The struggle of Kenyon student workers cannot be separated from the broader struggle of educators, including graduate students, who have organized protests and sickouts across the country in response to the inadequate response of their workplaces and the drive to reopen schools against trusted medical and public health advice.

In September 2020, University of Michigan graduate student instructors went on strike for nine days to demand the universal right to work remotely during the COVID-19 pandemic, improved testing and contact tracing, care subsidies for parents and caregivers, a $2,500 unconditional emergency grant, rent freezes, and the demilitarization of the university campus.

The work stoppage immediately garnered massive support from undergraduates, lecturers, faculty, staff, university workers and countless supporters around the country.

Immense pressure was exerted on the graduate students from the UM board of trustees dominated by top corporate and financial executives, primarily connected to the Democratic Party, as well as from the American Federation of Teachers, with which Graduate Employees Organization (GEO) is affiliated. The Democrats and the AFT feared that the strike could become a catalyst for a far broader movement of educators against the reopening of schools and colleges. Both the Democratic Party and the AFT fully support the reopening of schools with the goal to return workers to producing profits as quickly as possible.

At Columbia University in New York City, over 3,000 graduate student workers went on strike Monday for better working and living conditions. Last April, they walked out to demand that the administration support students throughout the deadly coronavirus pandemic. The Columbia students, however, face both the opposition of school administration, and the United Auto Workers union, which has spent decades colluding with management to lower the living standards of its members.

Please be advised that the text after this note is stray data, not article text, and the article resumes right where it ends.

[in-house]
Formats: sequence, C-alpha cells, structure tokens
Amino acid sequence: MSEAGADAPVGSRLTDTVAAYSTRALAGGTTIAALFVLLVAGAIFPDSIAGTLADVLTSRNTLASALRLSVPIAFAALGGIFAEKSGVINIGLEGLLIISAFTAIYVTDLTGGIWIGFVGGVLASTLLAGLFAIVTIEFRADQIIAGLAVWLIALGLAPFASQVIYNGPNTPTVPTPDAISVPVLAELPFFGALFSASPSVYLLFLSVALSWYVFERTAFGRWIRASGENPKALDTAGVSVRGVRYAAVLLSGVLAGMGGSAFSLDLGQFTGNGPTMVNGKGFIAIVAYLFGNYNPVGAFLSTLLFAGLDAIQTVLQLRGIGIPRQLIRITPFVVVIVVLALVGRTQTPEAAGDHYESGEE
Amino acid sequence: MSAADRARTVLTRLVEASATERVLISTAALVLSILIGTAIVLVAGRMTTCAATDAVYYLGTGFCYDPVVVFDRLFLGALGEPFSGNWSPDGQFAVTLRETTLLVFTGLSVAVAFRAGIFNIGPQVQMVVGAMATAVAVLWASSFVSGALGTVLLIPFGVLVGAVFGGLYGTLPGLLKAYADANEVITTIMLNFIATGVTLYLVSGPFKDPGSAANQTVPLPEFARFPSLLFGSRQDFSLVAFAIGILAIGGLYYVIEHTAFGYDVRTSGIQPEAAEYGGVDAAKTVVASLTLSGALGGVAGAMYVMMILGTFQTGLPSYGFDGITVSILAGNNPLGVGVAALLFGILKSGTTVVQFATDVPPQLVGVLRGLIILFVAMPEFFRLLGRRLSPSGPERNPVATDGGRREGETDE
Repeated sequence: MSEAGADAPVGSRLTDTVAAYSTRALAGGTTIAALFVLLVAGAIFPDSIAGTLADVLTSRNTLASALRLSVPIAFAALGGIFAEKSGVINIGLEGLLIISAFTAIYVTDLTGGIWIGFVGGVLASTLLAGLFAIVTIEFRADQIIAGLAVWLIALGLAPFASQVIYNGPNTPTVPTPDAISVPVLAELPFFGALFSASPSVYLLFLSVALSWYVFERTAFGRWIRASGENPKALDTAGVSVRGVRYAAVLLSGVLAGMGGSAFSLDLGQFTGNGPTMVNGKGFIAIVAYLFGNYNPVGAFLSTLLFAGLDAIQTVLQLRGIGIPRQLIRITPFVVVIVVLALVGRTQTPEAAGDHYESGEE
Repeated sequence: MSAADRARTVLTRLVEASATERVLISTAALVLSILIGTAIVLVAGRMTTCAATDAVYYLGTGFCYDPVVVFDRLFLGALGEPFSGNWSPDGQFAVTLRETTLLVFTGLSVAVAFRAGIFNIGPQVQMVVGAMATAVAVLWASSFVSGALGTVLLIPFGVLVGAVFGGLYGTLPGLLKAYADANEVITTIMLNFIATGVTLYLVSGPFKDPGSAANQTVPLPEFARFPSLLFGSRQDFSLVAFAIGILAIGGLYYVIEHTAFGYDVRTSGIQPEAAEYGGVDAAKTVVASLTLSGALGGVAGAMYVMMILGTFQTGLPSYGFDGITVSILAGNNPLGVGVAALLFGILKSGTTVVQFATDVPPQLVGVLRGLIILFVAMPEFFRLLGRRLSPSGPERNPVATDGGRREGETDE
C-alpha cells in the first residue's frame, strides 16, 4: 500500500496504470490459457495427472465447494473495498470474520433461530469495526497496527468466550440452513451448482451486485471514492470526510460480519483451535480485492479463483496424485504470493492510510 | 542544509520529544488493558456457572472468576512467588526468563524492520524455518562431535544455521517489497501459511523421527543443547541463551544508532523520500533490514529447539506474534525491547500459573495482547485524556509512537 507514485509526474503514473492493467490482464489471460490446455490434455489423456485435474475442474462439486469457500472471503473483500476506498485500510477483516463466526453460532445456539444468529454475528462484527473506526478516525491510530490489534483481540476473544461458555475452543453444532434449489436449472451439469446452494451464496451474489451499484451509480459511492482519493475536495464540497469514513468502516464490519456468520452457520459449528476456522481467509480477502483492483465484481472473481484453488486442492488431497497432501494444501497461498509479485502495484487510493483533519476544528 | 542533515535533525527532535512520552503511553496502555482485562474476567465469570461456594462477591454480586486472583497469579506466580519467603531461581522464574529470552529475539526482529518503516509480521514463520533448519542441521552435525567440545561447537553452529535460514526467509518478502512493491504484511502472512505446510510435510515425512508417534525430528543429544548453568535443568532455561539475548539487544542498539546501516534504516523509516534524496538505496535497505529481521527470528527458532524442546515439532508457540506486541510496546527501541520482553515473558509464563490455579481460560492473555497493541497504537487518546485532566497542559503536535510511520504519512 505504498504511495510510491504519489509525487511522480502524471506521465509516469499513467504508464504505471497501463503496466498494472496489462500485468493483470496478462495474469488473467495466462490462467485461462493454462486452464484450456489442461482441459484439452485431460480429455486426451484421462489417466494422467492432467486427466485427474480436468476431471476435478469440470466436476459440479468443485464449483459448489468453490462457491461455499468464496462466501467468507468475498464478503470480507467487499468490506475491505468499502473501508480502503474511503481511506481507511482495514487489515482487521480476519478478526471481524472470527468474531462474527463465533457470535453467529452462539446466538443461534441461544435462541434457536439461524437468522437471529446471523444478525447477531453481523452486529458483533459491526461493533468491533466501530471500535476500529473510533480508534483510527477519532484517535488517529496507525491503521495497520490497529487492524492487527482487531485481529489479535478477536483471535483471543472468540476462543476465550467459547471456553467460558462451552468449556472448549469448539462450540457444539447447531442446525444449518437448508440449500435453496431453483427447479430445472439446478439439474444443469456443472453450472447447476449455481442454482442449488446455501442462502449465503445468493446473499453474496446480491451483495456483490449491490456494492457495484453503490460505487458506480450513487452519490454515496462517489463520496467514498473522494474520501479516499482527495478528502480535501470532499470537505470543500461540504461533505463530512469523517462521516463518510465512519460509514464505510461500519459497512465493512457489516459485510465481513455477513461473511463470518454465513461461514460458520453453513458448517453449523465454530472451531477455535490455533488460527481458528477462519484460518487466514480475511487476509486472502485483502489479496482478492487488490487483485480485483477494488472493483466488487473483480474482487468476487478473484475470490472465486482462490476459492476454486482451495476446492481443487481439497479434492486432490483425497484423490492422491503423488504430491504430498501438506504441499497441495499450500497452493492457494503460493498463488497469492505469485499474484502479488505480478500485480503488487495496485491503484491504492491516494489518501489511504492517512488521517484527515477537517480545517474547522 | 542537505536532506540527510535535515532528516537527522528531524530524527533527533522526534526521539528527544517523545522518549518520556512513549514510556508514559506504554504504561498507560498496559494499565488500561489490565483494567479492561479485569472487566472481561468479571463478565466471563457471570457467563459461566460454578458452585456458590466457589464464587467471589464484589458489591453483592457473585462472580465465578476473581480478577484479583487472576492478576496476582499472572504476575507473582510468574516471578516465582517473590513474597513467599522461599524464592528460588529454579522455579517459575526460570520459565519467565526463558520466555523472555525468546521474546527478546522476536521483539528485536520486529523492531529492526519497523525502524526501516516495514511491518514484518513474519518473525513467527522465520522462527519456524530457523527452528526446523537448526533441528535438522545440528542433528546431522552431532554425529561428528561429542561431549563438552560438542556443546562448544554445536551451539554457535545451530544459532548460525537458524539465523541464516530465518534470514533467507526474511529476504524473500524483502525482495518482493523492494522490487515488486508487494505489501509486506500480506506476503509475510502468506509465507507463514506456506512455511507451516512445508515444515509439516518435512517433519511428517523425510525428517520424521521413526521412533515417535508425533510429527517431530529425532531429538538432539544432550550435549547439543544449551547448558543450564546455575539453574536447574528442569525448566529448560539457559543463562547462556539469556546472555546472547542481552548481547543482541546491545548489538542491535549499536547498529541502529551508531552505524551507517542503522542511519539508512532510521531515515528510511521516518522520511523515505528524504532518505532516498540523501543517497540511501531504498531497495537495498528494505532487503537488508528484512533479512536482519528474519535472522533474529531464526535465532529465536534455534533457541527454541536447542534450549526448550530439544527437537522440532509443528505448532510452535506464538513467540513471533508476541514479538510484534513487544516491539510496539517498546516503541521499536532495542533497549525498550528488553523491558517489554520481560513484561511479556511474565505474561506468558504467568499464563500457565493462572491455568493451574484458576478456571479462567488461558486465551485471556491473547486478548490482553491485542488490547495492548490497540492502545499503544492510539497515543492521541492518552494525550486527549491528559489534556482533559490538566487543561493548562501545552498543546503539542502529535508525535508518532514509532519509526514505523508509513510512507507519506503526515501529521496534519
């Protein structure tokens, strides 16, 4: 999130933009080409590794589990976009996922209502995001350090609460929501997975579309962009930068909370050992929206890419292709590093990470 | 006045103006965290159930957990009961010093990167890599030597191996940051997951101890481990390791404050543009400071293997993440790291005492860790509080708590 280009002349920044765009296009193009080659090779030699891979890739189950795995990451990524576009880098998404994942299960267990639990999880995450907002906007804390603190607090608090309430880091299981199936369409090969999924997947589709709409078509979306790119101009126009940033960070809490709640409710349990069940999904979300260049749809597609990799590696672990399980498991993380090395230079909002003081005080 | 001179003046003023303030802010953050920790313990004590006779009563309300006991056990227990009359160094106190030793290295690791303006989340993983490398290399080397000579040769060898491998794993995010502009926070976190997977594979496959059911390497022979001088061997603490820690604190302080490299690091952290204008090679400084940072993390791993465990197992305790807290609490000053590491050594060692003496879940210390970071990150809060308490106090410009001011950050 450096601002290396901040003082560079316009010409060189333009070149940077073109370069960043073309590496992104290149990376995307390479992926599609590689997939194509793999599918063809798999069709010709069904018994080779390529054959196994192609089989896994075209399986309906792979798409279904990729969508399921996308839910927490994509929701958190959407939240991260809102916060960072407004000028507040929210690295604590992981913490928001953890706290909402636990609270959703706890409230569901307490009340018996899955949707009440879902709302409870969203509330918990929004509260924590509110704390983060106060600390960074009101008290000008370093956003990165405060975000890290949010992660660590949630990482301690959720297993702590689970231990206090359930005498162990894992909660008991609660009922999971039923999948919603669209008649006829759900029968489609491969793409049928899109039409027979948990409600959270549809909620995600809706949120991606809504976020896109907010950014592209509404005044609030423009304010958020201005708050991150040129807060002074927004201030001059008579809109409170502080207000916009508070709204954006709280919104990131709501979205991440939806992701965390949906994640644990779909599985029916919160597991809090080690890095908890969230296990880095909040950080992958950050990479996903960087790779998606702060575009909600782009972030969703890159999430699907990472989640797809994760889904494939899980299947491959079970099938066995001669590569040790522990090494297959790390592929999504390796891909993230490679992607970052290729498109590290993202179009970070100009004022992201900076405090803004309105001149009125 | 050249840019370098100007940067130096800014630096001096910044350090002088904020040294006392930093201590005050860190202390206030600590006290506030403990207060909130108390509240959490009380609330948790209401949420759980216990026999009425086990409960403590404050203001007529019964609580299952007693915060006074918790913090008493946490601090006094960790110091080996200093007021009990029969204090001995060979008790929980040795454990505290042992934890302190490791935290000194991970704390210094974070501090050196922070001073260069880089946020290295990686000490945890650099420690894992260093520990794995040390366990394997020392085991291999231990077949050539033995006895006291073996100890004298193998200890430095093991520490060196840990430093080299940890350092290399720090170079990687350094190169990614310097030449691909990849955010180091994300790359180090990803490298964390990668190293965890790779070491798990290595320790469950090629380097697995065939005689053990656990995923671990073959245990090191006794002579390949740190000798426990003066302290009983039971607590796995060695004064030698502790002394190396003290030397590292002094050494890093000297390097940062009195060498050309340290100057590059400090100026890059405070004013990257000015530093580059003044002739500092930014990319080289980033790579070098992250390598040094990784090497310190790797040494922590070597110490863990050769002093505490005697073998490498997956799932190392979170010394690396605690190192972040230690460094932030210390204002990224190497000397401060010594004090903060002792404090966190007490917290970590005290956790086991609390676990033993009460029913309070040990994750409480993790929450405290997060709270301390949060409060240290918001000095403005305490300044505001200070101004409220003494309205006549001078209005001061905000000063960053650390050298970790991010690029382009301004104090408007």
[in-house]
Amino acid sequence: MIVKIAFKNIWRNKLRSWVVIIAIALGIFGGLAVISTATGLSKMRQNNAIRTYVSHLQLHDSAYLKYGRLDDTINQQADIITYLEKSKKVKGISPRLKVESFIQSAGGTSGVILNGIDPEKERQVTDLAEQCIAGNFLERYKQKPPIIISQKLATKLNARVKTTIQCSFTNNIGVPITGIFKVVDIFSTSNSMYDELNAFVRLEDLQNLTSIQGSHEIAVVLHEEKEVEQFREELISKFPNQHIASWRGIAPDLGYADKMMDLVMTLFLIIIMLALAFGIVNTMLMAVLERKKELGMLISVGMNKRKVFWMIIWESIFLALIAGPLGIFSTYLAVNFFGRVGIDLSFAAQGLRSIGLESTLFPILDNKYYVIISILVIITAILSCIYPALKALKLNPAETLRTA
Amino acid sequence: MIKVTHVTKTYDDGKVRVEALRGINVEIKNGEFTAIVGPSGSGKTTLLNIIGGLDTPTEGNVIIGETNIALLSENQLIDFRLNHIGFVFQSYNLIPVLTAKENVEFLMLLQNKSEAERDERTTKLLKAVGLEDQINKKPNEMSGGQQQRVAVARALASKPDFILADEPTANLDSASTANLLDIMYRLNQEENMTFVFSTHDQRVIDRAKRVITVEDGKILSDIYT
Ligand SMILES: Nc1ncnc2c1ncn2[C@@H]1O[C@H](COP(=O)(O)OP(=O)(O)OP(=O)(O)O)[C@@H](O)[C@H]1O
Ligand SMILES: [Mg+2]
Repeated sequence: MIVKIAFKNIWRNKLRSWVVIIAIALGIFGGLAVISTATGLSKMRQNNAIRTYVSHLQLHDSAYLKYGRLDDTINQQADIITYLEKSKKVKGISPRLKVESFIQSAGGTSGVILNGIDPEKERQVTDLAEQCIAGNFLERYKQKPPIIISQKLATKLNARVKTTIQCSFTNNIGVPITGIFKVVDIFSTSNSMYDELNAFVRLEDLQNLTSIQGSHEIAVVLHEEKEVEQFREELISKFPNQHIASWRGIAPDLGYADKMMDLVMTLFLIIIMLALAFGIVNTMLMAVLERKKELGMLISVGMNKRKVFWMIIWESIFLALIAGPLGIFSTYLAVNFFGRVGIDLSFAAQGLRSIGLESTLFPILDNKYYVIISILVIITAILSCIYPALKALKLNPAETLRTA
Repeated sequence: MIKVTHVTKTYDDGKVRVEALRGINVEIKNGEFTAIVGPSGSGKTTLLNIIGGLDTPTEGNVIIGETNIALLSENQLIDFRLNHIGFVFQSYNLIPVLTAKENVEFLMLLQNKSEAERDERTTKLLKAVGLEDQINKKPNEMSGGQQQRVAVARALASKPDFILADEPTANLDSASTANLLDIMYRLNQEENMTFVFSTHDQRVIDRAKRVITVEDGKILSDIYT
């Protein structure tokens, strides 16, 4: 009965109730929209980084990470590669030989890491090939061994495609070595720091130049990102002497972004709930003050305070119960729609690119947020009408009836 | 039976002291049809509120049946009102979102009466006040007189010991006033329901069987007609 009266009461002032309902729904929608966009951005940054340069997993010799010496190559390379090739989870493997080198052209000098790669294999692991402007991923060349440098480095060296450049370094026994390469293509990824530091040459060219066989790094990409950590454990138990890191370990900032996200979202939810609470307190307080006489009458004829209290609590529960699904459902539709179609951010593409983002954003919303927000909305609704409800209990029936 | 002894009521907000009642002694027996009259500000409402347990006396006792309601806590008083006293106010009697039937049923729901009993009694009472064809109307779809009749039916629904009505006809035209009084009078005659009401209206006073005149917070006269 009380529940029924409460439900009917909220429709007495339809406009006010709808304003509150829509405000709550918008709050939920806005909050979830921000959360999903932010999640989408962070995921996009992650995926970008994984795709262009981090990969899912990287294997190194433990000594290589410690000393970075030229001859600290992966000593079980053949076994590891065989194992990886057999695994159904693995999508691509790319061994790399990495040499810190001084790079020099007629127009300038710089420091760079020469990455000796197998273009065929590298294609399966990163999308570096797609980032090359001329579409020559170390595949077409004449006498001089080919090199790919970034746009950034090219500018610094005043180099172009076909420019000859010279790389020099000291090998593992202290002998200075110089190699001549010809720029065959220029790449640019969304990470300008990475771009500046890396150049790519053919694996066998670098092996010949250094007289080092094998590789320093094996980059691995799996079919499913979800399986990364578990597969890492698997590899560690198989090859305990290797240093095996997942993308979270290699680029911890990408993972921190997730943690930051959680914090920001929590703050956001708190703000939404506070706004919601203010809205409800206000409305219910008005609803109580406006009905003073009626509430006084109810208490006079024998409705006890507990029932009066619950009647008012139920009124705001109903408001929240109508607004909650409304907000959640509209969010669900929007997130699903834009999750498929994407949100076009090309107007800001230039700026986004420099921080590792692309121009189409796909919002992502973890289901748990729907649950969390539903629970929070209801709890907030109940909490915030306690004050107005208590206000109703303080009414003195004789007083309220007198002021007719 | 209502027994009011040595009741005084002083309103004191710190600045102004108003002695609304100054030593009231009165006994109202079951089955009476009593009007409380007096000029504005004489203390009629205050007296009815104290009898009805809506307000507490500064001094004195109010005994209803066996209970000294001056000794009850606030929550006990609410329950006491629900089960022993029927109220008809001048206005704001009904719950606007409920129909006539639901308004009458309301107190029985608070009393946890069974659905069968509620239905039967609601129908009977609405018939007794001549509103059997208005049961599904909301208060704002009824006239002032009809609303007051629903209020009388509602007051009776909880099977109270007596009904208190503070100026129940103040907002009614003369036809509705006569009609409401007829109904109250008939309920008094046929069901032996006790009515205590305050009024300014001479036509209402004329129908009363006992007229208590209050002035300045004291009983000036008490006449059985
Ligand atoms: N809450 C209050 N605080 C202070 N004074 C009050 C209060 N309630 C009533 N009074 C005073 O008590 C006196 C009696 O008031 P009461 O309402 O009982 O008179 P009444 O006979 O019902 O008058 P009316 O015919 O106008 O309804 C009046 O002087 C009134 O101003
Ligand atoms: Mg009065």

The UE is no different. It has a long history of betraying the struggles of the working class, including the sellout of the 2019 strike by 1,700 Wabtec locomotive workers in Erie, Pennsylvania against deep wage cuts.

The International Youth and Students for Social Equality (IYSSE) has consistently intervened in the struggles of educators and graduate students, acknowledging their courageous stand while also explaining that they must break the isolation imposed by the corporatist unions and free themselves from the capitalist Democratic Party and its promotion of identity politics. Only in this way can grad student workers expand their struggles beyond the campuses, connecting with teachers, autoworkers and other sections of the working class, and develop the fight for socialism.

We encourage Kenyon student workers to learn from the struggles of students at University of Michigan and Columbia University and appeal not to the trade unions and the Democratic Party, but to the growing struggles of the working class around the world who oppose the bipartisan policy of sacrificing lives to boost the private fortunes of billionaires who have seen their net worth skyrocket amidst the spread of death and contagion across the world.

The IYSSE insists that the struggle facing student workers is not a campus issue, but a much broader political struggle. As such, the fight of student workers cannot be severed from the fight against the pandemic, against the subordination of human life to corporate profit and against the dangers of state repression, fascism and militarism. The demands of student workers can only be advanced on the basis of building a powerful political movement of the working class against capitalism and for socialism.